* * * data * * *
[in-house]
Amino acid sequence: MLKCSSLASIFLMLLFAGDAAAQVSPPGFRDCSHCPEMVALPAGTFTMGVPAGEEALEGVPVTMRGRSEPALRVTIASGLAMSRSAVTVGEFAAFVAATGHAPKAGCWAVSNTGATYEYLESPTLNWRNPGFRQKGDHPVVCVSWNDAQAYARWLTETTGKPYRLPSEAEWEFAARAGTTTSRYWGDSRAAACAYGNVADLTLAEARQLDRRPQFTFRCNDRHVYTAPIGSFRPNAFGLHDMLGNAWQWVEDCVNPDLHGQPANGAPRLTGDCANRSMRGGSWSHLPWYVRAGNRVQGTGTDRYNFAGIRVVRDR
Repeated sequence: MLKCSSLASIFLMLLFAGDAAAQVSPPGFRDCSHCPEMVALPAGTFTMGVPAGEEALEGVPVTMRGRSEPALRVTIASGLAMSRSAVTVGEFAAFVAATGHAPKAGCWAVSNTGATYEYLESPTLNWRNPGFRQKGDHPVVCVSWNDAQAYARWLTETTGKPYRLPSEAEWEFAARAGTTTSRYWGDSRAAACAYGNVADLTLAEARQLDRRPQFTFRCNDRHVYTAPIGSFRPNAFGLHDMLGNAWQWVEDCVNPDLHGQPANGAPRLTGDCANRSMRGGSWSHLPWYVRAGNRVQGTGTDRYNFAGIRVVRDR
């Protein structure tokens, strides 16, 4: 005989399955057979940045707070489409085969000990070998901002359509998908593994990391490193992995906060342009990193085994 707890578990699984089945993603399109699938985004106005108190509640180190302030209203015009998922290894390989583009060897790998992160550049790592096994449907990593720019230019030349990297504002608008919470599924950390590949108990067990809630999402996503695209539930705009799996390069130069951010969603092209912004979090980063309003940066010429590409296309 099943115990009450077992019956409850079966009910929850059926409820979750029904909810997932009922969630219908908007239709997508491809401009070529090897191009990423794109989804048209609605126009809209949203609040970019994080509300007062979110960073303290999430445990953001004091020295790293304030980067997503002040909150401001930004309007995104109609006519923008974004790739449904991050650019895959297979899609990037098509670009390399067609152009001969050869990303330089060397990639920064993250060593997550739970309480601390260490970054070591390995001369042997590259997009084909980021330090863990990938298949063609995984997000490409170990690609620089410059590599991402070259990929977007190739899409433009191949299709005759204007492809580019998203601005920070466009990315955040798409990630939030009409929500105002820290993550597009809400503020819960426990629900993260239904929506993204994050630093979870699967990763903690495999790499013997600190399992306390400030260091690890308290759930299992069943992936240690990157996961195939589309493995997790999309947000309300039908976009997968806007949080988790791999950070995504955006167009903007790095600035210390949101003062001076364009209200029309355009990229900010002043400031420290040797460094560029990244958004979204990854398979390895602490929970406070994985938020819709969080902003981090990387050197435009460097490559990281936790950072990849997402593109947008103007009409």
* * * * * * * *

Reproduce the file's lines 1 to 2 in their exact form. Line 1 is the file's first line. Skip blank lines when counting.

[in-house]
Amino acid sequence: MLKCSSLASIFLMLLFAGDAAAQVSPPGFRDCSHCPEMVALPAGTFTMGVPAGEEALEGVPVTMRGRSEPALRVTIASGLAMSRSAVTVGEFAAFVAATGHAPKAGCWAVSNTGATYEYLESPTLNWRNPGFRQKGDHPVVCVSWNDAQAYARWLTETTGKPYRLPSEAEWEFAARAGTTTSRYWGDSRAAACAYGNVADLTLAEARQLDRRPQFTFRCNDRHVYTAPIGSFRPNAFGLHDMLGNAWQWVEDCVNPDLHGQPANGAPRLTGDCANRSMRGGSWSHLPWYVRAGNRVQGTGTDRYNFAGIRVVRDR